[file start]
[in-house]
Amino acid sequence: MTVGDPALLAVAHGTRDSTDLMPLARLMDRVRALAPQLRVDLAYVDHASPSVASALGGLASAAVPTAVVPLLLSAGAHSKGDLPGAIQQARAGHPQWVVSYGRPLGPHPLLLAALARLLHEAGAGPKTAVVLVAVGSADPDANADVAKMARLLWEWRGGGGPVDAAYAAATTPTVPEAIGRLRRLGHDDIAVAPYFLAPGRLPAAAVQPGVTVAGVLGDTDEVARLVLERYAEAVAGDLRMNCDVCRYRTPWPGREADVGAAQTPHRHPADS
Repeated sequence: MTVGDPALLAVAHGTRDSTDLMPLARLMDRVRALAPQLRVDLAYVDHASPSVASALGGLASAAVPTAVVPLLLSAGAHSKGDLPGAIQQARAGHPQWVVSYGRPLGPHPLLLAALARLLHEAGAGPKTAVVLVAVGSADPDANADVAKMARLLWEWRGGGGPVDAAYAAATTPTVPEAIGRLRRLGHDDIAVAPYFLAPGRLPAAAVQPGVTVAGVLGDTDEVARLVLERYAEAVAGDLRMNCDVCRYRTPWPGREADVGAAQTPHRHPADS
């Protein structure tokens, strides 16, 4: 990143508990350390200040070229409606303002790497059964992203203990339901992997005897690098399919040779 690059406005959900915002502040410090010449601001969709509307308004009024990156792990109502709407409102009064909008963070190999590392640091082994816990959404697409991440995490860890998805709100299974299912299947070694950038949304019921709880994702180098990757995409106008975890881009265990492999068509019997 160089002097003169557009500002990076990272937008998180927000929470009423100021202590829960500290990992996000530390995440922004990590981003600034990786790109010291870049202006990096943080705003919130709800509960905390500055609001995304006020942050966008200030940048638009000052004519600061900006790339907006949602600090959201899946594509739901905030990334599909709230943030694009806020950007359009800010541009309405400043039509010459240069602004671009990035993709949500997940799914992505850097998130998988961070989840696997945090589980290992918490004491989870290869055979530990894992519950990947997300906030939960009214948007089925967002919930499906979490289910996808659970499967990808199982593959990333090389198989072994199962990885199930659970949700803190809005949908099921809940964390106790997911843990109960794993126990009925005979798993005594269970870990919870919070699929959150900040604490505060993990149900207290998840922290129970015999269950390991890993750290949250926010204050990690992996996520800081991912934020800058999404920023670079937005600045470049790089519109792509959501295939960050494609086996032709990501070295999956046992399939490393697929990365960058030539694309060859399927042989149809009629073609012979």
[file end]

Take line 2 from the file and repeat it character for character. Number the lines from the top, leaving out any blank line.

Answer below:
Amino acid sequence: MTVGDPALLAVAHGTRDSTDLMPLARLMDRVRALAPQLRVDLAYVDHASPSVASALGGLASAAVPTAVVPLLLSAGAHSKGDLPGAIQQARAGHPQWVVSYGRPLGPHPLLLAALARLLHEAGAGPKTAVVLVAVGSADPDANADVAKMARLLWEWRGGGGPVDAAYAAATTPTVPEAIGRLRRLGHDDIAVAPYFLAPGRLPAAAVQPGVTVAGVLGDTDEVARLVLERYAEAVAGDLRMNCDVCRYRTPWPGREADVGAAQTPHRHPADS